Loneliness across the lifespan

We have noted throughout this blog about how loneliness influences other states of well-being across the lifespan. The question that comes to mind is, when do we experience the most loneliness and why? First we should say we do experience loneliness across the lifespan just like we experience any other motivational state. However, if we were to determine which groups experience the most loneliness it would be the elderly and individuals who are not well suited for living in rural locations.

Later adults are especially susceptible to loneliness, because as we age our social circles and social connections start to shrink and get smaller, as we disengage from work, social activities, and those who are older or of the same age start to pass away. This shrinkage of social circles along with the increased of loneliness and loss of identity has lead a lot of scientists to believe that this is why we see a stark increase in suicide with men starting at around the age of 50, and has been a increasing concern for women. However, we should note that there are many older individuals who do not experience large amounts of loneliness and the question becomes who? Research is clear that older adults who live in social communities and maintain close friendships – and can develop new ones – are less likely to experience loneliness.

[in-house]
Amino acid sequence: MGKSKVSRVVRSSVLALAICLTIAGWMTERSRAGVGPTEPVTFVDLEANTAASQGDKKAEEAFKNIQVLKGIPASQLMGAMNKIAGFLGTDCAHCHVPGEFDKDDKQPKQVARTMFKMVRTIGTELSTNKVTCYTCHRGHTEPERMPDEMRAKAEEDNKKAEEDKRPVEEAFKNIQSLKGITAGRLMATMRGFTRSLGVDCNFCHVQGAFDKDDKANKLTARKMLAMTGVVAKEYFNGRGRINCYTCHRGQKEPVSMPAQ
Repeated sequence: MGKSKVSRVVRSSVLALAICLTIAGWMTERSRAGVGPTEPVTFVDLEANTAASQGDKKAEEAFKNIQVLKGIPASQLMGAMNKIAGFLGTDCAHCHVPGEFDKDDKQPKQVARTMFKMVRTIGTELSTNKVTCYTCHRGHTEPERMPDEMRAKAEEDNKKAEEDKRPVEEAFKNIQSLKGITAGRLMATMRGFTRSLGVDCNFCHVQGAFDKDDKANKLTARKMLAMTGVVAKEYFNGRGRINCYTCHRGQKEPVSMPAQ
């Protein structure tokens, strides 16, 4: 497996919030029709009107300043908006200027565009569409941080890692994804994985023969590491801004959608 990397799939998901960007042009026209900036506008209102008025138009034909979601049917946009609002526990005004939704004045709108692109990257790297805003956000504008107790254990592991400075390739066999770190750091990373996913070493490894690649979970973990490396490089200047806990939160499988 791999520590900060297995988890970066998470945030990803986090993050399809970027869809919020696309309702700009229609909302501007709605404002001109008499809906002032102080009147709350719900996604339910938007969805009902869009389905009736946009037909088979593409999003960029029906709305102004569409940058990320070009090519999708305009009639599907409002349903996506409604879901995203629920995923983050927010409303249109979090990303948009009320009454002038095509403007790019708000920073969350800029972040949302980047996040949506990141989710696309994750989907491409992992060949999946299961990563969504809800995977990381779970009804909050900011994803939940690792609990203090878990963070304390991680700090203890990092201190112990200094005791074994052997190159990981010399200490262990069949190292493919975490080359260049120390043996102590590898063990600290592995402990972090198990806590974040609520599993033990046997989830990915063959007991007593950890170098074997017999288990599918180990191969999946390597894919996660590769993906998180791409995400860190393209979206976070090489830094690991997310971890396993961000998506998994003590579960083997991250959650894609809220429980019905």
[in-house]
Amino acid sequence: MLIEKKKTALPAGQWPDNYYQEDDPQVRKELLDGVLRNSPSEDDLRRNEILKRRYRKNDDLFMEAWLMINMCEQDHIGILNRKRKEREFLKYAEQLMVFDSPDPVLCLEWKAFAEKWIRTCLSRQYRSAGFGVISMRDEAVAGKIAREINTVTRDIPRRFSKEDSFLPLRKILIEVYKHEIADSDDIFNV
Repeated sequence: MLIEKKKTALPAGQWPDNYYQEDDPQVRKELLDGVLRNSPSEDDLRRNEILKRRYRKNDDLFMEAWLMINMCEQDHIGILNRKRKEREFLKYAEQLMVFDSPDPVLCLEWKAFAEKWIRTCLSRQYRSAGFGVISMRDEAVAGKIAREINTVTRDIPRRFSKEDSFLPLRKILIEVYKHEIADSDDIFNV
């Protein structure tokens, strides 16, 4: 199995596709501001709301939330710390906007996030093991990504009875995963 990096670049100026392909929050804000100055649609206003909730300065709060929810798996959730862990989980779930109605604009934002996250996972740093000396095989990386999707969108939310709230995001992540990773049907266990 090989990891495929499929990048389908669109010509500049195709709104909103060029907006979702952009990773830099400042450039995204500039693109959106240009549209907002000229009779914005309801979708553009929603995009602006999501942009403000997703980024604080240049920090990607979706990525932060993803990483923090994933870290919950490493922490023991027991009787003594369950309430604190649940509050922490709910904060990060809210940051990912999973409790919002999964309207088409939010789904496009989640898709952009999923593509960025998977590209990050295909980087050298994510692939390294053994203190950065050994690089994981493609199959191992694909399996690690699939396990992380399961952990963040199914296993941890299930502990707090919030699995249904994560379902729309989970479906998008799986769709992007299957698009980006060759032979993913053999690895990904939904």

Ever think about leaving the hassle and busyness of the city life for the peacefulness of country living? – you may want to think again. Living in rural areas takes a certain adaptive mindset, that allows individuals to cherish the times they spend with others, and accept that there are periods where one will be alone. This tends to be a native trait, that is a trait of someone who has always or mostly lived in rural locations. We find that when individuals leave larger populated areas for the quiet and peace of rural living they often run the risk of experiencing severe bouts of loneliness and can lead to heighten risk of depression and suicidal behaviors. Indeed, individuals not raised in a rural area are at 4x risk of attempting suicide than native rural livers. For those coming from larger more populated areas where there is always the opportunity for social connection, moving to a place in which one has to work and plan maintaining social relationships, can be lonely, stressful, and depressing endeavor. These combined experiences can lead an individuals to experience the hell and chaos of depression and suicidal thoughts rather than the peace and quiet that they wanted to seek out by escaping from city life.